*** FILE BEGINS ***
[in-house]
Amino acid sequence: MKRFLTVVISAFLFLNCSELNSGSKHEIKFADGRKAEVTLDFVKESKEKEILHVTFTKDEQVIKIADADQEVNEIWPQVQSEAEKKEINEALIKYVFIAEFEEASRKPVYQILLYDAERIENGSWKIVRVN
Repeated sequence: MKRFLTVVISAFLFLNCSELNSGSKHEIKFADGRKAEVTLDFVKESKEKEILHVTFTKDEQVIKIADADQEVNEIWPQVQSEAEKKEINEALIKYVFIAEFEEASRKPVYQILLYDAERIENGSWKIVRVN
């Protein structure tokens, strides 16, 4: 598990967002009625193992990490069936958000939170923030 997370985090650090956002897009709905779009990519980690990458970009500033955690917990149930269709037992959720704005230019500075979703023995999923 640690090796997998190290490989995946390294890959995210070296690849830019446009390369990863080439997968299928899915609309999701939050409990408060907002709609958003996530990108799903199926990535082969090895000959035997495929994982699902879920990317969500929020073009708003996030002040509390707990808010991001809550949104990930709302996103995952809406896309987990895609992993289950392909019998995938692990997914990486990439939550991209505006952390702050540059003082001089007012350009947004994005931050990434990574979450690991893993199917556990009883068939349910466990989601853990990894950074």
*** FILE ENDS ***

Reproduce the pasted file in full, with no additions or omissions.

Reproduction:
[in-house]
Amino acid sequence: MKRFLTVVISAFLFLNCSELNSGSKHEIKFADGRKAEVTLDFVKESKEKEILHVTFTKDEQVIKIADADQEVNEIWPQVQSEAEKKEINEALIKYVFIAEFEEASRKPVYQILLYDAERIENGSWKIVRVN
Repeated sequence: MKRFLTVVISAFLFLNCSELNSGSKHEIKFADGRKAEVTLDFVKESKEKEILHVTFTKDEQVIKIADADQEVNEIWPQVQSEAEKKEINEALIKYVFIAEFEEASRKPVYQILLYDAERIENGSWKIVRVN
């Protein structure tokens, strides 16, 4: 598990967002009625193992990490069936958000939170923030 997370985090650090956002897009709905779009990519980690990458970009500033955690917990149930269709037992959720704005230019500075979703023995999923 640690090796997998190290490989995946390294890959995210070296690849830019446009390369990863080439997968299928899915609309999701939050409990408060907002709609958003996530990108799903199926990535082969090895000959035997495929994982699902879920990317969500929020073009708003996030002040509390707990808010991001809550949104990930709302996103995952809406896309987990895609992993289950392909019998995938692990997914990486990439939550991209505006952390702050540059003082001089007012350009947004994005931050990434990574979450690991893993199917556990009883068939349910466990989601853990990894950074």